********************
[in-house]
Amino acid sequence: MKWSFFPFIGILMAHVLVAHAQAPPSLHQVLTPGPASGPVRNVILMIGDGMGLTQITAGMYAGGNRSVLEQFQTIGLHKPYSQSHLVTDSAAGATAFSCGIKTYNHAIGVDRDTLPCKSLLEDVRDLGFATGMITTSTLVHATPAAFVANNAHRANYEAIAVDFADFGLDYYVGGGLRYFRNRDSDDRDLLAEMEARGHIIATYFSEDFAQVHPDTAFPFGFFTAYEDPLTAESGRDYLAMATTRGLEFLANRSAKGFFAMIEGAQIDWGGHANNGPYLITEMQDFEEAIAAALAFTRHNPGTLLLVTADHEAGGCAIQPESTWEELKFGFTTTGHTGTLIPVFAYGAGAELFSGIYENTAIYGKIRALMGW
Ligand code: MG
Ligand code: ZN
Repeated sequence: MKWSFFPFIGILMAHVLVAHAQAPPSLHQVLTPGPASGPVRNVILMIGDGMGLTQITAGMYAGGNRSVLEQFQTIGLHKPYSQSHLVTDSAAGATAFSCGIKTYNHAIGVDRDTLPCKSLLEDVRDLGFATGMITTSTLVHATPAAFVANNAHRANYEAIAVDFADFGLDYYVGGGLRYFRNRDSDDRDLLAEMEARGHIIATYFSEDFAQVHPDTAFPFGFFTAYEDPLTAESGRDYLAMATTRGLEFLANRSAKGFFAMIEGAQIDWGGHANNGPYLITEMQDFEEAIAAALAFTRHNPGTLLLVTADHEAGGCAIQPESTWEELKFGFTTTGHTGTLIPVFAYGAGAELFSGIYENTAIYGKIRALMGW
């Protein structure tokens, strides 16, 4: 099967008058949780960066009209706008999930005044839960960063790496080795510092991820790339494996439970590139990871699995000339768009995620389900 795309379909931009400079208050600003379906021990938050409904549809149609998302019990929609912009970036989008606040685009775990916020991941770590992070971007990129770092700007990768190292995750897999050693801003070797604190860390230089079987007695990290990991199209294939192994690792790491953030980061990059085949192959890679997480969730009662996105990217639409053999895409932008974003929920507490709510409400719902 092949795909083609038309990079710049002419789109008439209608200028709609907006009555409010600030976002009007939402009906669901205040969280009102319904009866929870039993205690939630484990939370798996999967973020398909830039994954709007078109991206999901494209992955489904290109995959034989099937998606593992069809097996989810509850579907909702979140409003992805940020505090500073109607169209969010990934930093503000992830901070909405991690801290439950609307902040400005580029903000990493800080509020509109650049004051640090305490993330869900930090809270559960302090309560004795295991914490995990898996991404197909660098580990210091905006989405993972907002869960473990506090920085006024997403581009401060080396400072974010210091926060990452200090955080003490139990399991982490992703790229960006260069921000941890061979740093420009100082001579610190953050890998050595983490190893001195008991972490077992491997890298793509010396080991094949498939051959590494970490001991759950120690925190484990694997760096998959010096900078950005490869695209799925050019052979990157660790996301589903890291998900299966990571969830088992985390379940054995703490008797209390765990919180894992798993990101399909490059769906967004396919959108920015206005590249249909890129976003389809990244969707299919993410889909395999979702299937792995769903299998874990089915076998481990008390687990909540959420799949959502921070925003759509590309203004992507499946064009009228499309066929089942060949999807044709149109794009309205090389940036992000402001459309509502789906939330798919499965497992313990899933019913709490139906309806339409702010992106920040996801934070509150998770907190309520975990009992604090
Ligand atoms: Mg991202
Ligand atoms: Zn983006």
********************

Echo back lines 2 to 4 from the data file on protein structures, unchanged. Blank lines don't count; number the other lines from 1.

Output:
Amino acid sequence: MKWSFFPFIGILMAHVLVAHAQAPPSLHQVLTPGPASGPVRNVILMIGDGMGLTQITAGMYAGGNRSVLEQFQTIGLHKPYSQSHLVTDSAAGATAFSCGIKTYNHAIGVDRDTLPCKSLLEDVRDLGFATGMITTSTLVHATPAAFVANNAHRANYEAIAVDFADFGLDYYVGGGLRYFRNRDSDDRDLLAEMEARGHIIATYFSEDFAQVHPDTAFPFGFFTAYEDPLTAESGRDYLAMATTRGLEFLANRSAKGFFAMIEGAQIDWGGHANNGPYLITEMQDFEEAIAAALAFTRHNPGTLLLVTADHEAGGCAIQPESTWEELKFGFTTTGHTGTLIPVFAYGAGAELFSGIYENTAIYGKIRALMGW
Ligand code: MG
Ligand code: ZN